December 12, 2013 · 12:10 am
Except when they don’t
Hush little audience don’t you cry, you knew your favourite character was going to die…
Well, that’s an unnerving little lullaby isn’t it? The fact is, the author giveth and the author taketh away, and the characters and worlds creative professionals breathe life into are often at risk of having that life sucked right back out of it. Yes, friends and loved ones, I’m talking about character deaths again. An excessive amount, or a lack thereof, both of which seem to be trending across popular TV series at current, and both of which have some iffy implications.
Game of Thrones, for example, has by now a stellar reputation for sticking an axe into everyone you love, or, in less weepy terms, its writer assigning no contractual immortality to the ‘good guys’. One of the most popular anime series at the moment, Attack on Titan, runs a similar operation, as does the Fate franchise which has spent the better part of this year putting my heart through a pepper grinder. Supernatural is not much better. In the sphere of YA The Hunger Games and Harry Potter are well worthy of note, with fans everywhere lamenting the loss of their favourites in whatever context. Suzanne, George, J.K. and their kind have earned their place in the hearts of many as the harbingers of doom.
On the other end of the spectrum we have Steven Moffat, who, as much discussed in the wake of Doctor Who’s 50th anniversary special, has a general aversion to actually killing characters off. Which is fine, on one level, since not every series has to contain a warzone’s worth of death if it’s not actually set in a warzone. But what our champ the Moff does is fake out deaths; kill Rory and bring him back so many times it becomes a running joke, displace people in time so they pass away quietly off-screen, or just smack the literal giant reset button and make everything okay again. As a side note, there is an actual website where you can press a ‘make everything okay’ button, which is really cute, but as a writing technique it’s… rather dicey.
There he goes again
At one end of the tightrope, you have Game of Thrones watchers joking that they’re hesitant to get attached to new characters since they’ll probably just get killed off, at the other, all tension and sense of fear for the Doctor and his crew is pretty much evaporated due to their writers’ discomfort with the idea of killing anyone permanently. Neither of these is really a position your show wants to be in. Continue reading →
Filed under Things We Need to Stop Doing
Tagged as A Song of Ice and Fire, Agents of S.H.I.E.LD, Day of the Doctor, Doctor Who, Fate franchise, Fate/Stay Night, Fate/Zero, Game of Thrones, Joss Whedon, Marvel Cinematic Universe, Shingeki no Kyojin, Steven Moffat, Supernatural, The Avengers
April 4, 2013 · 1:59 am
Let me be completely upfront here: I have no idea what’s going on with the most recent seasons of Doctor Who.
Cardgames on motorcycles?
I stopped watching, I have to admit, after the end of season four and the loss of Donna Noble, wherein I decided that things had gotten a little convoluted and epic-scale for my preference. I also had a soft spot for David Tennant that I just didn’t feel rekindled in the new face, but that’s just me being picky.
If I wanted to catch up on New Who, as some people inform me I maybe should, it would be a mammoth task—this is not a series that you can simply dip into anymore, with interconnecting and twisted continuity that makes even my brain hurt. It came on TV the other night (premiere of the new season!) and my family were pondering whether to tune in, and I had to tell them I was pretty sure the time would be wasted as we wouldn’t understand a smidge of what was going on.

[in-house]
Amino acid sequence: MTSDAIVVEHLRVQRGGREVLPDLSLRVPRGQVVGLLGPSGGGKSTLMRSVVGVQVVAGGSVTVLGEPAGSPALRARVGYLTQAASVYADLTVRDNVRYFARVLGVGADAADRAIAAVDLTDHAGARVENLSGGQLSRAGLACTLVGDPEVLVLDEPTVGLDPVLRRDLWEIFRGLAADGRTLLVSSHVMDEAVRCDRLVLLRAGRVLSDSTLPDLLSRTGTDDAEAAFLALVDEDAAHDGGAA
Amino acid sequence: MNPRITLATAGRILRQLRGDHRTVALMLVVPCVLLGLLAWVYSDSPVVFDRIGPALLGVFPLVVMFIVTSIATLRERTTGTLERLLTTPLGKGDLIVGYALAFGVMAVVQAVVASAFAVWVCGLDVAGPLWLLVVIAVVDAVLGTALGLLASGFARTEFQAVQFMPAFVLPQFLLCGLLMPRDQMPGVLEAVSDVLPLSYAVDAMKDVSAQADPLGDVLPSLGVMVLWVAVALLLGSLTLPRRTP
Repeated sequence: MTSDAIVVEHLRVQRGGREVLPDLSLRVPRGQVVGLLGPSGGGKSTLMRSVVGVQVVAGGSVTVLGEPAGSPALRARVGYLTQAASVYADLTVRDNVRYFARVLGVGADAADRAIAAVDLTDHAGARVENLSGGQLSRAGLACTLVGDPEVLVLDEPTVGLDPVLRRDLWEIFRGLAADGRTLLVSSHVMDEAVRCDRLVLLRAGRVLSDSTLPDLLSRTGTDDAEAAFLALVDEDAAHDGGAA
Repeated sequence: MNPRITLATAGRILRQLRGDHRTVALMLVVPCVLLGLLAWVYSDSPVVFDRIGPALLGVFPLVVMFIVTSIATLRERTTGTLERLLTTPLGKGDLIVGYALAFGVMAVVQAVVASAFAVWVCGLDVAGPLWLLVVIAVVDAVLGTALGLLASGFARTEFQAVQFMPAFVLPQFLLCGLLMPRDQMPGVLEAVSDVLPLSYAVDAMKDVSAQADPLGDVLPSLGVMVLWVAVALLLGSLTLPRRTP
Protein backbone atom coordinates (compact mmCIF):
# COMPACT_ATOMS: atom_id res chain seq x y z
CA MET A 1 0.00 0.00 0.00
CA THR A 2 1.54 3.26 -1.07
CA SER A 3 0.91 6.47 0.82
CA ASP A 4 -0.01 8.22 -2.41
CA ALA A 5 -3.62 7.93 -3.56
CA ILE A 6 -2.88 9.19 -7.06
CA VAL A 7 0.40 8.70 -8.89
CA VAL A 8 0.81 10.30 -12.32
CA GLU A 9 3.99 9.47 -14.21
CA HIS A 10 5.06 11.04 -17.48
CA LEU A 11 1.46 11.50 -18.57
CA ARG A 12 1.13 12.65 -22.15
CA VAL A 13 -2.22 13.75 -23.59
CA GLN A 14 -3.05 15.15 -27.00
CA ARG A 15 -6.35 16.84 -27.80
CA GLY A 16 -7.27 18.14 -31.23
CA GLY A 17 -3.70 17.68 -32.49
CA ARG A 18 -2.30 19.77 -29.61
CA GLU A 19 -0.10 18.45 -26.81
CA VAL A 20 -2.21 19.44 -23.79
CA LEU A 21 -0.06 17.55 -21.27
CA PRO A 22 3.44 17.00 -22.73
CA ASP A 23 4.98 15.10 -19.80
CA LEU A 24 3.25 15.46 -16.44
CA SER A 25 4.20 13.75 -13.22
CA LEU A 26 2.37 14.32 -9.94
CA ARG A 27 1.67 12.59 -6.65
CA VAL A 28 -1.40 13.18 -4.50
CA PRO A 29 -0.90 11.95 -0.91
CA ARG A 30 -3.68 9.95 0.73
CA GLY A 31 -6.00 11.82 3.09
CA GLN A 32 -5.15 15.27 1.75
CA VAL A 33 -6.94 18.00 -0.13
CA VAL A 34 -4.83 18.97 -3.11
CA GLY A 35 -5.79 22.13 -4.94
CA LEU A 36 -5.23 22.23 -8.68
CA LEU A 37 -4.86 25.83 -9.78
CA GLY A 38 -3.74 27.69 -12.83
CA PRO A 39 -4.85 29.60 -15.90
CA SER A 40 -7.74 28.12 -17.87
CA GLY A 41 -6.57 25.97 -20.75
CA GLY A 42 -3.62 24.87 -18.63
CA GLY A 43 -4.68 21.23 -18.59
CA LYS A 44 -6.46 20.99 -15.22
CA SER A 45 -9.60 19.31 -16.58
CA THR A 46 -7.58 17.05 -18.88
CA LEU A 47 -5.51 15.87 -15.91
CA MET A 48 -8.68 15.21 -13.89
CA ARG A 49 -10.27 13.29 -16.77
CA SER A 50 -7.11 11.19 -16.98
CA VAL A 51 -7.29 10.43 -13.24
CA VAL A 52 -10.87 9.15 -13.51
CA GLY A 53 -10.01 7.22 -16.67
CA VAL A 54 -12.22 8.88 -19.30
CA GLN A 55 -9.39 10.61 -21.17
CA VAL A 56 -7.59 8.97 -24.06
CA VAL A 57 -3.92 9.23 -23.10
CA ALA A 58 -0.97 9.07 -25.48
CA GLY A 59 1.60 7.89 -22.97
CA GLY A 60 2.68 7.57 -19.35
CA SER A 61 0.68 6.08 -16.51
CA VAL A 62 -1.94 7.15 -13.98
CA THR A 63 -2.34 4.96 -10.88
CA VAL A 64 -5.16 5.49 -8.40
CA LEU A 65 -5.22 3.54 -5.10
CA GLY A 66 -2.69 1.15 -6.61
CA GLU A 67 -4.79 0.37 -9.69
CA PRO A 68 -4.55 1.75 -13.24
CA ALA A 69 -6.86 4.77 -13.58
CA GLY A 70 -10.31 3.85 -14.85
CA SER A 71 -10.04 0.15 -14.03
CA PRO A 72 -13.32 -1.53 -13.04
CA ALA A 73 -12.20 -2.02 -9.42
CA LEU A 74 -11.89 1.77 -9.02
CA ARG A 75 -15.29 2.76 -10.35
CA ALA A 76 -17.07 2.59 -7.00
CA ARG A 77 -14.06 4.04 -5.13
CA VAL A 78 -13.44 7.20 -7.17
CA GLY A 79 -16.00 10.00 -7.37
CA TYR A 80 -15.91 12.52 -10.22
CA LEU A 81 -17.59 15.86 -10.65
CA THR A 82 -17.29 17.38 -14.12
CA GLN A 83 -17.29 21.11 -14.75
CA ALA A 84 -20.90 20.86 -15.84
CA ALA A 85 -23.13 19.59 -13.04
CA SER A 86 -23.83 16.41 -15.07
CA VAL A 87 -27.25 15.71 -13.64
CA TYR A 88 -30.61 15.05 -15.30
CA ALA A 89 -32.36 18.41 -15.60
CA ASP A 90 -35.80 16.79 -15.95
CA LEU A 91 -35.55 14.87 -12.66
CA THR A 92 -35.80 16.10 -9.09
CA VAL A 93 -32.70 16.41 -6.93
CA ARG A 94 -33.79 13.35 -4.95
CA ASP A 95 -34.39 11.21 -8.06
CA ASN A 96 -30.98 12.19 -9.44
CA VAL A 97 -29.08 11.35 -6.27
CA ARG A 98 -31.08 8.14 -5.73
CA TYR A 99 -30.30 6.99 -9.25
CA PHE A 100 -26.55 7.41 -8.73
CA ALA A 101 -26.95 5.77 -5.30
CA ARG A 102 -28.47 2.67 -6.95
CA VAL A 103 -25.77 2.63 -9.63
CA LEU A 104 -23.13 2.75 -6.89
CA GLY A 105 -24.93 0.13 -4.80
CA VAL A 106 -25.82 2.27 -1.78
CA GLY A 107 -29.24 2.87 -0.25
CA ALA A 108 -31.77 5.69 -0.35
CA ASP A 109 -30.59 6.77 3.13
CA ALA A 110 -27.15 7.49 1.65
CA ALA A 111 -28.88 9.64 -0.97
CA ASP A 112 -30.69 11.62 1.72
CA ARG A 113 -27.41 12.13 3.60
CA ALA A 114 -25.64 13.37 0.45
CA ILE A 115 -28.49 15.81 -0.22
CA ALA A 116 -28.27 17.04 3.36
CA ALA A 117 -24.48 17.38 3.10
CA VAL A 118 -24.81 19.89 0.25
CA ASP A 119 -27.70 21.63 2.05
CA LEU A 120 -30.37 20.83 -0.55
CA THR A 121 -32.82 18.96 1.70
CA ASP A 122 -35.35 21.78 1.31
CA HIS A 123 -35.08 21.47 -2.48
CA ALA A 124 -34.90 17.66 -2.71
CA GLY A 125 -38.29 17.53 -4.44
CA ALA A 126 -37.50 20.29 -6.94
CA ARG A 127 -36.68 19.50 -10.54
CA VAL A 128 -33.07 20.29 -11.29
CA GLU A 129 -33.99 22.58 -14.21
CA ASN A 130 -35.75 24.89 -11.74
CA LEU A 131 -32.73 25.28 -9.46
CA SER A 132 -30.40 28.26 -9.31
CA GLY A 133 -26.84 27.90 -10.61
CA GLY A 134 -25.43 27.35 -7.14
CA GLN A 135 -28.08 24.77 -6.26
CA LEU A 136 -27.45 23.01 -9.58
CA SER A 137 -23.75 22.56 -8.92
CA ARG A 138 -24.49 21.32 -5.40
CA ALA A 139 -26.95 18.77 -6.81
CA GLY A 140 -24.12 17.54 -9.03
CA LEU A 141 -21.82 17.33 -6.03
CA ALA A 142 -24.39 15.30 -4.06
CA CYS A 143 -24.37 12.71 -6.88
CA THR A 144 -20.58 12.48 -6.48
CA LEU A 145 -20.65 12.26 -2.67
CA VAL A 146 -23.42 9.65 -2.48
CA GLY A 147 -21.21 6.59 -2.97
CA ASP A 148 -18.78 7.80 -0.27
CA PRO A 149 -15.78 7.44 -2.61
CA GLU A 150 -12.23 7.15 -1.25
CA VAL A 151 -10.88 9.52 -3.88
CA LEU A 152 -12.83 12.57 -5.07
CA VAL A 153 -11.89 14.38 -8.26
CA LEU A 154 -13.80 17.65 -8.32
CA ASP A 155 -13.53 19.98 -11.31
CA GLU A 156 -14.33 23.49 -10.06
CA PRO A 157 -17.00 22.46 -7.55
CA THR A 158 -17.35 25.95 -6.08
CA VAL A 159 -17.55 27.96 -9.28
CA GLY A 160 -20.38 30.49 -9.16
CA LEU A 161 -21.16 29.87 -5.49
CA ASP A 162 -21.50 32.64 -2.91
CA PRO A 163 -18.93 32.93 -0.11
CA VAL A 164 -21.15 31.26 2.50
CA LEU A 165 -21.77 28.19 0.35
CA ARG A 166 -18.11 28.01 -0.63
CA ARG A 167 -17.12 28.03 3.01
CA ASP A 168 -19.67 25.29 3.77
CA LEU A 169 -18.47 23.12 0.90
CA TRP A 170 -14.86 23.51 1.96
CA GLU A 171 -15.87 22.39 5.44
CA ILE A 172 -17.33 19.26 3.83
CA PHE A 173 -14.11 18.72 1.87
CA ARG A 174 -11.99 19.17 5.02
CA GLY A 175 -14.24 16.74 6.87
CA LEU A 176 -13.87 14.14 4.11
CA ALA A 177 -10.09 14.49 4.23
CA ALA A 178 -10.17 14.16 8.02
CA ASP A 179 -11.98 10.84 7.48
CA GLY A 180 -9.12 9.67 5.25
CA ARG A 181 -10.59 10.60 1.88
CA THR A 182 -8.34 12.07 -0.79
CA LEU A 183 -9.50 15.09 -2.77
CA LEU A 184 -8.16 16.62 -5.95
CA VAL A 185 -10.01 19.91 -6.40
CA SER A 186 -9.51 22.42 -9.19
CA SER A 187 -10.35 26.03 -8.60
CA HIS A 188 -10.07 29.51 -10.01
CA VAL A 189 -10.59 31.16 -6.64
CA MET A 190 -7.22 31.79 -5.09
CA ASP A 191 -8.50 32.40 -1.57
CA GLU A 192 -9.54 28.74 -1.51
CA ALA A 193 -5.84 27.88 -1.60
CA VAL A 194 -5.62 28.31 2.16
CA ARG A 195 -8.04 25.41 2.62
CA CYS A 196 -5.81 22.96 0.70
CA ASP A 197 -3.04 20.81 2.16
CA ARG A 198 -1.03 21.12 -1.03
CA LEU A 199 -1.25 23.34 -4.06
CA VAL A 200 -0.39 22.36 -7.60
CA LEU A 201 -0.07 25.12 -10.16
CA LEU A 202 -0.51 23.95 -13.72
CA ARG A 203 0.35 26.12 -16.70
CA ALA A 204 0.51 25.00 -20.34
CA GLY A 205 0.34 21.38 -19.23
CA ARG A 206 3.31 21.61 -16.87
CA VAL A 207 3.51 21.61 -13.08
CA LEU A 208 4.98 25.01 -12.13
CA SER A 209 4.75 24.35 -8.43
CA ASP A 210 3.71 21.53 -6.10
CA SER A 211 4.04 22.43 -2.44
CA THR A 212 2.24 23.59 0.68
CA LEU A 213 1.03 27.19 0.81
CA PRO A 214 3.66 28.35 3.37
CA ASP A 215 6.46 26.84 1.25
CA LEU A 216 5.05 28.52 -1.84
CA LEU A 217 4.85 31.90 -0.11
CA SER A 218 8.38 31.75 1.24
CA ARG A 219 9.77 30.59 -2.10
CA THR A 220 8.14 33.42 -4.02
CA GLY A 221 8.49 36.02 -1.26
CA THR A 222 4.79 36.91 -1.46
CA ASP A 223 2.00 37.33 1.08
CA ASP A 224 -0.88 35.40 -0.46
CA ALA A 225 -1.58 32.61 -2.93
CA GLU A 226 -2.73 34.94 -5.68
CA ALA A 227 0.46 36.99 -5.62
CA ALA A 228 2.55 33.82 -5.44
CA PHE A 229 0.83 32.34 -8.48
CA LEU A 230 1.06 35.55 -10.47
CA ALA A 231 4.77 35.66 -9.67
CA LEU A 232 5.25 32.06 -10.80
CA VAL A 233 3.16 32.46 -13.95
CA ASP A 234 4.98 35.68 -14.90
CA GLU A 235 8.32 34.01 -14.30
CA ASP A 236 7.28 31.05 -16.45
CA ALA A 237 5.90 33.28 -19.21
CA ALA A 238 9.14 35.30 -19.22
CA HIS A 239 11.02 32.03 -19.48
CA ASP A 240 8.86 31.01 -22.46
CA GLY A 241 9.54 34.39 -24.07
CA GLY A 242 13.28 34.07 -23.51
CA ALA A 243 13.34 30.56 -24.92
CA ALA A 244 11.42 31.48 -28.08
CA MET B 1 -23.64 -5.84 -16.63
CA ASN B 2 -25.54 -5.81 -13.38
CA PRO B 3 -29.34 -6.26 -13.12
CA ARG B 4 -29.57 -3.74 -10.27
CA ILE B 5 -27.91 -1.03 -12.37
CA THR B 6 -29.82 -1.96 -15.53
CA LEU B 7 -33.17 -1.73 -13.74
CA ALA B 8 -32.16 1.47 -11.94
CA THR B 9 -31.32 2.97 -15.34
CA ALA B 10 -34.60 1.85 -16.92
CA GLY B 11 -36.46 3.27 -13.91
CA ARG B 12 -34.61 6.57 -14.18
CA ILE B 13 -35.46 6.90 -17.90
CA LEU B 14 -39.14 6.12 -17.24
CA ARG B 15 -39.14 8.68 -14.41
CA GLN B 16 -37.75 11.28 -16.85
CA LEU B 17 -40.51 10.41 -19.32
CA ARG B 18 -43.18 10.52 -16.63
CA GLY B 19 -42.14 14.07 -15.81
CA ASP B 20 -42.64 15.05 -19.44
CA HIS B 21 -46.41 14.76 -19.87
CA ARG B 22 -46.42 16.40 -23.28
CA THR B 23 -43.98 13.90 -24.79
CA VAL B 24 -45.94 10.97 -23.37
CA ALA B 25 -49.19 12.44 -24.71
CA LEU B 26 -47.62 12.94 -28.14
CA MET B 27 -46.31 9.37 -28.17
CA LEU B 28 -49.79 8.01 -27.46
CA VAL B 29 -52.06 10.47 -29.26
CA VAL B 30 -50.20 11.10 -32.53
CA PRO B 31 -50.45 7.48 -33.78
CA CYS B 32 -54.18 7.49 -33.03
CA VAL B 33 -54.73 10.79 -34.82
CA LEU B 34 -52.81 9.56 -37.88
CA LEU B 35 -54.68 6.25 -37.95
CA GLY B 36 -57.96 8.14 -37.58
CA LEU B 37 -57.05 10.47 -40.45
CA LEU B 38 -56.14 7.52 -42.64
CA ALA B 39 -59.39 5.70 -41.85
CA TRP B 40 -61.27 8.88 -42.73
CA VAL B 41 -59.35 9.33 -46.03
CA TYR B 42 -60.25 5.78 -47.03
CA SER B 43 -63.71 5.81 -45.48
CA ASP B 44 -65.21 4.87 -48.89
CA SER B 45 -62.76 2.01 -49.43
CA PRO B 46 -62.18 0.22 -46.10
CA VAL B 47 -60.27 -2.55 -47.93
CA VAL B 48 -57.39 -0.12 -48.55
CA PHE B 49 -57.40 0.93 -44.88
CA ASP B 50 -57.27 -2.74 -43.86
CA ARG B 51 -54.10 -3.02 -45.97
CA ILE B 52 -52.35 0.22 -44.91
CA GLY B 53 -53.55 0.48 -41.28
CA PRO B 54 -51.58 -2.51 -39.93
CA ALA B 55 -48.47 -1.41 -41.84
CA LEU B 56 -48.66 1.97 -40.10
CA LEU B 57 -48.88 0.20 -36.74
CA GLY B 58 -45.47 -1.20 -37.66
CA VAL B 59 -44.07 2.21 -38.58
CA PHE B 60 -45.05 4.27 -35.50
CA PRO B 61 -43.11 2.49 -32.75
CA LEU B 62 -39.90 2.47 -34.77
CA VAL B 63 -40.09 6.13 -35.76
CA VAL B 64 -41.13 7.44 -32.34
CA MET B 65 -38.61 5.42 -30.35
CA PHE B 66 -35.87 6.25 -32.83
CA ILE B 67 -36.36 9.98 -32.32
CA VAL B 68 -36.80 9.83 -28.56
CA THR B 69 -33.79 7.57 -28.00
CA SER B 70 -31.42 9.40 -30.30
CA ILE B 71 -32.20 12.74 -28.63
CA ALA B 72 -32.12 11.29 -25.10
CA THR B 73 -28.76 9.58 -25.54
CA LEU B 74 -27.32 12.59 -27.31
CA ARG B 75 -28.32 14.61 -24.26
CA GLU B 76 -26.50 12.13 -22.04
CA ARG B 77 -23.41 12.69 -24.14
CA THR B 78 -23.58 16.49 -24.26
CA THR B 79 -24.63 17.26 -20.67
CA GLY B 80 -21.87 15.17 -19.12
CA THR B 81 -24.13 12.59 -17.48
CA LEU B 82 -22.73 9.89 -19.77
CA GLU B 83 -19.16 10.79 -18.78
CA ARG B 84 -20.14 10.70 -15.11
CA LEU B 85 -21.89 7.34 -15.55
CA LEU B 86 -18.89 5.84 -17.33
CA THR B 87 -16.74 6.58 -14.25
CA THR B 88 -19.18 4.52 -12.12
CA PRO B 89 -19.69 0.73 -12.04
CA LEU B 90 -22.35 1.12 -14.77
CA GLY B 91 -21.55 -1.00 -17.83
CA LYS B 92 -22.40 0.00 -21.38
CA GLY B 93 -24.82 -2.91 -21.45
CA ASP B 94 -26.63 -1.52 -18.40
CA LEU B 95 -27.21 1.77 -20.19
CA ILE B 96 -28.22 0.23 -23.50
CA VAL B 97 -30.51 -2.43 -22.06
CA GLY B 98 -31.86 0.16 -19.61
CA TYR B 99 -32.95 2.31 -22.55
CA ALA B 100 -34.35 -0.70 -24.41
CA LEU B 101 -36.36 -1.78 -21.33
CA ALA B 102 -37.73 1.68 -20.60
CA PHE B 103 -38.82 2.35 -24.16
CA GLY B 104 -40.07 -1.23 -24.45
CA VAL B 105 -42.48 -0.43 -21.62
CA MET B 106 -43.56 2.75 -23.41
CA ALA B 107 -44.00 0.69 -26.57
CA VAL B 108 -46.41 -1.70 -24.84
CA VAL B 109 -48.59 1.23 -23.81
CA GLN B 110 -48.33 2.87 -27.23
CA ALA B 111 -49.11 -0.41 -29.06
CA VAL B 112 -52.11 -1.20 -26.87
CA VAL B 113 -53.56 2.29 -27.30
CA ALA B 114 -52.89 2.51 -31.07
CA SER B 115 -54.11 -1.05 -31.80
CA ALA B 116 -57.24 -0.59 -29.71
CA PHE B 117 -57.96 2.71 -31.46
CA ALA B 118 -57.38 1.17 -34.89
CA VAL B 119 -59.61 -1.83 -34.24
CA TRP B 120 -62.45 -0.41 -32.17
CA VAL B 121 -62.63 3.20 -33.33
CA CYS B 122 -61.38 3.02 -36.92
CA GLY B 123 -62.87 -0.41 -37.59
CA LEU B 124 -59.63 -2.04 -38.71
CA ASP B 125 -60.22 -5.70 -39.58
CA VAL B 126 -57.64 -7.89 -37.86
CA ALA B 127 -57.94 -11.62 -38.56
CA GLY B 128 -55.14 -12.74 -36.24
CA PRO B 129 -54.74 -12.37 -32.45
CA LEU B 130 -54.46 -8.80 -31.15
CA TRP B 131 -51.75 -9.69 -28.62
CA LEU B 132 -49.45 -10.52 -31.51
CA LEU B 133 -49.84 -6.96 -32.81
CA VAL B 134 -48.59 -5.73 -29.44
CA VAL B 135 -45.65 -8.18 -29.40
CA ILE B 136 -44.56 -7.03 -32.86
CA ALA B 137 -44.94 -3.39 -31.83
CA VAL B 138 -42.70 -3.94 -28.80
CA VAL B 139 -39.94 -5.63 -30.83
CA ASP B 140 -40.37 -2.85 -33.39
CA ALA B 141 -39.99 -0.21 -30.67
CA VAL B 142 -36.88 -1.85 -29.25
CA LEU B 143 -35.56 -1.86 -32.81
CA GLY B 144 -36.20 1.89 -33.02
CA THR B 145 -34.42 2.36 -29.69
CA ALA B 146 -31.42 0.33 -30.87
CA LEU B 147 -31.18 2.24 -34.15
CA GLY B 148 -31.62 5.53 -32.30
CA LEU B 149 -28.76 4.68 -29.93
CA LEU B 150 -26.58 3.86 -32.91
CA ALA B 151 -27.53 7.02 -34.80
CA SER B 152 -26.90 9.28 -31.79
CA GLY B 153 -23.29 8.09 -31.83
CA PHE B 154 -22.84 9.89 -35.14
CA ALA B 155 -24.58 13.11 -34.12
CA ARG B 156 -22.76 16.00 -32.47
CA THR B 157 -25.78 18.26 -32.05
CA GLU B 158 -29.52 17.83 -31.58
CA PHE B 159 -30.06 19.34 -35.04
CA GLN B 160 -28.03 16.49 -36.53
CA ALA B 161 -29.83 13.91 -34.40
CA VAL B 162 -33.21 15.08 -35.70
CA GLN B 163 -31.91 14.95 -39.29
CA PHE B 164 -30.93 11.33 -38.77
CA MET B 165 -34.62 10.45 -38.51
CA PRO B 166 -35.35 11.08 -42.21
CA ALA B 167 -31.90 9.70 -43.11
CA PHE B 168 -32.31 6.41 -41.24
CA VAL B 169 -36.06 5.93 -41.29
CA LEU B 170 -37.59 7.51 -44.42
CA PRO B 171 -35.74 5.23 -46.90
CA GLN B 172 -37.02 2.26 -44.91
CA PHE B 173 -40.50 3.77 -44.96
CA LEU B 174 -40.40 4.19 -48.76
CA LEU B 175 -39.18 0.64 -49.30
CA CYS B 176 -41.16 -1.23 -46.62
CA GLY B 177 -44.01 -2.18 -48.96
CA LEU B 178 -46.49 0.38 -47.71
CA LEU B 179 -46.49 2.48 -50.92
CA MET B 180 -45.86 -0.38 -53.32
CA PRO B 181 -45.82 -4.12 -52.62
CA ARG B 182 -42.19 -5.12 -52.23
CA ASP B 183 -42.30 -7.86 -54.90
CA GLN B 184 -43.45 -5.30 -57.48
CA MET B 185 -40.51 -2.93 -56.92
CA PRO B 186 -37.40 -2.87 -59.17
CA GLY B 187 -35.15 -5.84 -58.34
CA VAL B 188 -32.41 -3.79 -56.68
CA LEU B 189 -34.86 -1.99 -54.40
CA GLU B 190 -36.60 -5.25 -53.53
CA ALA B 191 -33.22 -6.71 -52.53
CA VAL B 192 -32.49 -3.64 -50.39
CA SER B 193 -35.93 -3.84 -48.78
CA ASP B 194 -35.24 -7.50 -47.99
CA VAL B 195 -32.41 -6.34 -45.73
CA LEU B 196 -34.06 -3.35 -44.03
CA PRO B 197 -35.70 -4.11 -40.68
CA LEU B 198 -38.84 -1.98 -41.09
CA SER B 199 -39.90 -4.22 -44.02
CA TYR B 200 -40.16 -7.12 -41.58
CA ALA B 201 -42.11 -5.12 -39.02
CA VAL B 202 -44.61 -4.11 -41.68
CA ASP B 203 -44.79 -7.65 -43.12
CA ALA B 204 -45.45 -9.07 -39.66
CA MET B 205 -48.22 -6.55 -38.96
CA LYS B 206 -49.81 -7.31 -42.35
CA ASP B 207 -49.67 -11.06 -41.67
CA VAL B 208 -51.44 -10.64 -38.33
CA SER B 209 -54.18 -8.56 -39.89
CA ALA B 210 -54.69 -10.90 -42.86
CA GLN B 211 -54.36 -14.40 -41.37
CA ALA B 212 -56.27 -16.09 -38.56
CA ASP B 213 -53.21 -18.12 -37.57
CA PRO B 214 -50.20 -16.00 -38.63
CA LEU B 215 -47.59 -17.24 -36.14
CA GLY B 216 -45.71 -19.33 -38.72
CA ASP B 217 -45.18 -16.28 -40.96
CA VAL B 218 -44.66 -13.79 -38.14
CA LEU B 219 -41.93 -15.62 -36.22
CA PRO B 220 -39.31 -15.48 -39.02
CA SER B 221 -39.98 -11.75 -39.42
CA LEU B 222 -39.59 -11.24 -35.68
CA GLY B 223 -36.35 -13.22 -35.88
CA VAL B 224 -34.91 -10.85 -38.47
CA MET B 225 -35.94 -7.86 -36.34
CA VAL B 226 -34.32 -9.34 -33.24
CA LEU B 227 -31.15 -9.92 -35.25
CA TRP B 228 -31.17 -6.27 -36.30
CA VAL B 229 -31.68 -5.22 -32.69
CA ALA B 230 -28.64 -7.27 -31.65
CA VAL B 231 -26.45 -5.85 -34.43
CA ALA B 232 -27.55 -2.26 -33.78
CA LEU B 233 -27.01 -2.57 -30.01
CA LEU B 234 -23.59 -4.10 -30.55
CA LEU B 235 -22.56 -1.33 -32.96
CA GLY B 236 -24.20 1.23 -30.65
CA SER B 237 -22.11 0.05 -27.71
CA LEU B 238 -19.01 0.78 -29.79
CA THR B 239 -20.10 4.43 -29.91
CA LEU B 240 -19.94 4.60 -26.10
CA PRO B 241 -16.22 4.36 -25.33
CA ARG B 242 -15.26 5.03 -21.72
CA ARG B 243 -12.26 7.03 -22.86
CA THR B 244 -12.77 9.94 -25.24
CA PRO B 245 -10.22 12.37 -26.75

And that’s okay; it’s plain to see many other people are still avidly enjoying the series—which, actually, is how I keep a vague track of what is going on. Putting the snippet together from the reactions of the internet is always interesting. For season 7 part 2 (or however things are being organised) what we have so far is a monk outfit, the Doctor having amazing hair, wi-fi is dangerous somehow and the new companion has a book with a leaf in it that features a pair that look like Sherlock and John on the cover. That’s what I know. You see why I might be a bit befuddled?
Anyway, let’s talk about this new girl though, from what little I understand: yet another fresh-faced, plucky young woman who is gearing up for adventures through space fantasy, you may think, but there’s something different about Clara Oswald. She’s appeared in other episodes before, in the special Asylum of the Daleks and the Christmas special, both in entirely unconnected worlds, and it’s also revealed in a prequel short that the Doctor met her when she was a little girl. Trailers have the Doctor informing us that she is “the greatest mystery in the Universe”. It’s certainly a break from the usual formula. Continue reading →
August 9, 2012 · 5:48 am
I found this really great fanfic… it’s like a modern AU of Sherlock Holmes? And it’s on TV. And it’s amazing.
As someone mystified by the Holmesian universe but never quite in possession of the mental energy it takes to chew through the stories, Sherlock seemed to be sent from Fiction Heaven itself (though the nature of its creators, Mark Gattiss and Steven Moffatt, also known for tormenting avid watchers of Doctor Who, would be argued by some fans to be less than angelic).
The richness of the original is there and the characters that so many people have known and loved over the century are as fascinating and delicious as they have always been, with the modern day setting only a light, satisfying tang over the top.
Continue reading →
Filed under Alex Watches
Tagged as adaptations, BBC, Benedict Cumberbatch, crime drama, entertainment, Mark Gattiss, Martin Freeman, reviews, Sherlock, Sherlock Holmes, Steven Moffat, television